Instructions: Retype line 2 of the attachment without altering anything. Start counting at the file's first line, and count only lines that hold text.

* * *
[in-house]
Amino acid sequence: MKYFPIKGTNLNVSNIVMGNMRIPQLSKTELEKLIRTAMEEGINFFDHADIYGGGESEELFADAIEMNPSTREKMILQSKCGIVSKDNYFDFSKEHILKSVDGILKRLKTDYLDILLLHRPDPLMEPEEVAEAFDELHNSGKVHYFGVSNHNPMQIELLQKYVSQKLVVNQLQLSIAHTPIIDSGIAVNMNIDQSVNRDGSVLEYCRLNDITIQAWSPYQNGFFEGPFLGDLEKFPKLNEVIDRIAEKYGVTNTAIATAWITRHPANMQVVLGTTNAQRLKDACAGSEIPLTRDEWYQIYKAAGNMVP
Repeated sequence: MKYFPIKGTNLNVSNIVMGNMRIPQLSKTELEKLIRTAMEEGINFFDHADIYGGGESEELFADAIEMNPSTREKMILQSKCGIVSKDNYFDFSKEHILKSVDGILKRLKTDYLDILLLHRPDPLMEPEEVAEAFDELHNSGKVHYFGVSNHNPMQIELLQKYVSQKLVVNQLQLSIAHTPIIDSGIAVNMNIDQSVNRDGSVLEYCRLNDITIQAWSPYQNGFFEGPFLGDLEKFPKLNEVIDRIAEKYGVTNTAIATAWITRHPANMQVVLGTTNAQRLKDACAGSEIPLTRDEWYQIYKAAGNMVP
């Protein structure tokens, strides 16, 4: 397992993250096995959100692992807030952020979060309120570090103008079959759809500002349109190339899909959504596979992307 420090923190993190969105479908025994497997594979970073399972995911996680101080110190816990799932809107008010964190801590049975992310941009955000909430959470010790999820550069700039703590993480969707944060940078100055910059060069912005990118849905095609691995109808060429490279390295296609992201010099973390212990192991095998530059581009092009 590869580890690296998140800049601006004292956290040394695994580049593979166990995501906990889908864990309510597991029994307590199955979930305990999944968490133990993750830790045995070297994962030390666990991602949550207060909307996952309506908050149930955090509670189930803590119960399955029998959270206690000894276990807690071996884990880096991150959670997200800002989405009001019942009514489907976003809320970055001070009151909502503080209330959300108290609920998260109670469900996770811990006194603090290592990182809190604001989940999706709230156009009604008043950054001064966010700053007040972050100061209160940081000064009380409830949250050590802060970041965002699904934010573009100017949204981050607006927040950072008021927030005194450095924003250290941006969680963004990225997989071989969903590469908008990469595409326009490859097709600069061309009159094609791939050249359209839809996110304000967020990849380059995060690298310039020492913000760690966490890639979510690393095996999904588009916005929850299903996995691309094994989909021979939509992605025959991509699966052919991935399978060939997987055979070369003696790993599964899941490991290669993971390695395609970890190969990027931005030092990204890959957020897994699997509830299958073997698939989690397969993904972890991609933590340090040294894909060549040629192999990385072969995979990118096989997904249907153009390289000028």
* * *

Amino acid sequence: MKYFPIKGTNLNVSNIVMGNMRIPQLSKTELEKLIRTAMEEGINFFDHADIYGGGESEELFADAIEMNPSTREKMILQSKCGIVSKDNYFDFSKEHILKSVDGILKRLKTDYLDILLLHRPDPLMEPEEVAEAFDELHNSGKVHYFGVSNHNPMQIELLQKYVSQKLVVNQLQLSIAHTPIIDSGIAVNMNIDQSVNRDGSVLEYCRLNDITIQAWSPYQNGFFEGPFLGDLEKFPKLNEVIDRIAEKYGVTNTAIATAWITRHPANMQVVLGTTNAQRLKDACAGSEIPLTRDEWYQIYKAAGNMVP